Combating ID theft is a good thing. It is also a huge problem at the IRS. Tax return theft has reached epidemic proportions. Many people have seen stories over the past few months on identity theft and how the information can be used against consumers. Since 2008, the IRS has known about stolen identity tax fraud. You may have heard something about it or even may know someone who has been a victim of it.
Estimates by the IRS are that scammers filed for nearly three million fraudulent refunds in 2015 alone. According to a report from the Government Accountability Office, it has cost tax payers $5.2 billion. "Identity theft and fraud is one of the biggest problems we have everywhere in the country, but certainly with the Internal Revenue Service," said Peter Newman - a CPA with Moneyline. So, the IRS is taking steps to fight it.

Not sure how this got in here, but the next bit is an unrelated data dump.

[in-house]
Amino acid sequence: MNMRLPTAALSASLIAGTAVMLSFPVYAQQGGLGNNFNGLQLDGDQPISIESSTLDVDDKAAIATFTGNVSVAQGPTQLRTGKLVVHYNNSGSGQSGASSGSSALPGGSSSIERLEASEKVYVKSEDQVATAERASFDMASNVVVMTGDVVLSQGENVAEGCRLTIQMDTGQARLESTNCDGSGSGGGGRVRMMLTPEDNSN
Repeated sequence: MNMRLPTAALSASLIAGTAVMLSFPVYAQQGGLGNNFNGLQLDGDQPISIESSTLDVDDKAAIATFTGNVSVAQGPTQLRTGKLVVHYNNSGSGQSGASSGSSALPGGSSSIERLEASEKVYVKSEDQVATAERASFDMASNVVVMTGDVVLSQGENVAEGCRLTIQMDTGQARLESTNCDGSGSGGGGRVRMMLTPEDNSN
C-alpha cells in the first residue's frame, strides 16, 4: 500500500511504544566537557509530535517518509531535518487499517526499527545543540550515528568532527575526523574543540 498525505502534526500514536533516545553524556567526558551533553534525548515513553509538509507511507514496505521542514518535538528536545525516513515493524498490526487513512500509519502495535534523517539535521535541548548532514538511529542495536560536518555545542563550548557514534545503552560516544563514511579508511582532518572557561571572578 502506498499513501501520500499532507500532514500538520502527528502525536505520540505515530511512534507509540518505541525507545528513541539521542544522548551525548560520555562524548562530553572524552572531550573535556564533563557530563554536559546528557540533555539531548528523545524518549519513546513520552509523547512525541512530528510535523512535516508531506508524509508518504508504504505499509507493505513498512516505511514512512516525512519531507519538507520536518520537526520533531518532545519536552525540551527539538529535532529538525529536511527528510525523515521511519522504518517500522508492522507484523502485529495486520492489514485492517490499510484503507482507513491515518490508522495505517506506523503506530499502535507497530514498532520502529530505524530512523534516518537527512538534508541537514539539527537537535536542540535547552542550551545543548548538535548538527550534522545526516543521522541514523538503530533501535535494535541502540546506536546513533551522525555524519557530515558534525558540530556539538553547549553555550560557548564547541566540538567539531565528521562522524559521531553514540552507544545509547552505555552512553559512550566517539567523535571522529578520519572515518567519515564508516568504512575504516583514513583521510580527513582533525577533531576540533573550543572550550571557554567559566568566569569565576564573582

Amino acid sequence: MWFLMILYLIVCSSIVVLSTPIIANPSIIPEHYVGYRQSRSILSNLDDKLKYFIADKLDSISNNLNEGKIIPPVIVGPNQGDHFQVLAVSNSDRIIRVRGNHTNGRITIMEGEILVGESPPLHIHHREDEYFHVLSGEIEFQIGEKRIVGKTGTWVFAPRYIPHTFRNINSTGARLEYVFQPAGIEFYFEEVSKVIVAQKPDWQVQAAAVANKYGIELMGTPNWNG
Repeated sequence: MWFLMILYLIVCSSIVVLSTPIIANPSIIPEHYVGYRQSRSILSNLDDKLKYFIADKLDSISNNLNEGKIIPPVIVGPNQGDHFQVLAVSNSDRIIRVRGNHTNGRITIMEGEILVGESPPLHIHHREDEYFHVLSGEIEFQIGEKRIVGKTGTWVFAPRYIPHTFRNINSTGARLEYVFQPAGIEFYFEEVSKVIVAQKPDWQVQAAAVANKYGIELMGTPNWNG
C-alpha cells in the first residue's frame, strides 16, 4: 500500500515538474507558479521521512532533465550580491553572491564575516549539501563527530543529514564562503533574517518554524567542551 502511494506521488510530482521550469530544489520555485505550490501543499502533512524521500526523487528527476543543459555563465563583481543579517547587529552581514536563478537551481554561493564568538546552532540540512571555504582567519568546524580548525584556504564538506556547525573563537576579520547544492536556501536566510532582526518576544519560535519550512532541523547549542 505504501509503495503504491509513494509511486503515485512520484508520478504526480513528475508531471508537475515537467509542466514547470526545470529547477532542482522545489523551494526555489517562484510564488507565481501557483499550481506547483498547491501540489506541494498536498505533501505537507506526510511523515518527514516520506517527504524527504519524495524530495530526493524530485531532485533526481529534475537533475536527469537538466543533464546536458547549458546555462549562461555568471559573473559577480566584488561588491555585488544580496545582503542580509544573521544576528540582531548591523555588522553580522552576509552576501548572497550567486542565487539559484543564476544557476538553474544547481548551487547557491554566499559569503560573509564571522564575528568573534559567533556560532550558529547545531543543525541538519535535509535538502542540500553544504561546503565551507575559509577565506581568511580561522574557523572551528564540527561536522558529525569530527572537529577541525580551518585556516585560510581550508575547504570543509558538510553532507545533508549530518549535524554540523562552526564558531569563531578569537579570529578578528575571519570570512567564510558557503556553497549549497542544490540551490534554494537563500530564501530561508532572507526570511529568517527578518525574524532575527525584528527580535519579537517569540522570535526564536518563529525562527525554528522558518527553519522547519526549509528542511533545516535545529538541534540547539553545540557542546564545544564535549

Why is that a bad thing and how does this affect residents of Kansas and Missouri? Ask Lisa Garza with Legal Aid of Western Missouri Taxpayer Clinic. She says that cash strapped families who depend on child, education and earned income tax credits could feel a pinch. The IRS says it needs extra time to combat billions in fraudulent claims filed each year. That means that returns are going to be delayed.
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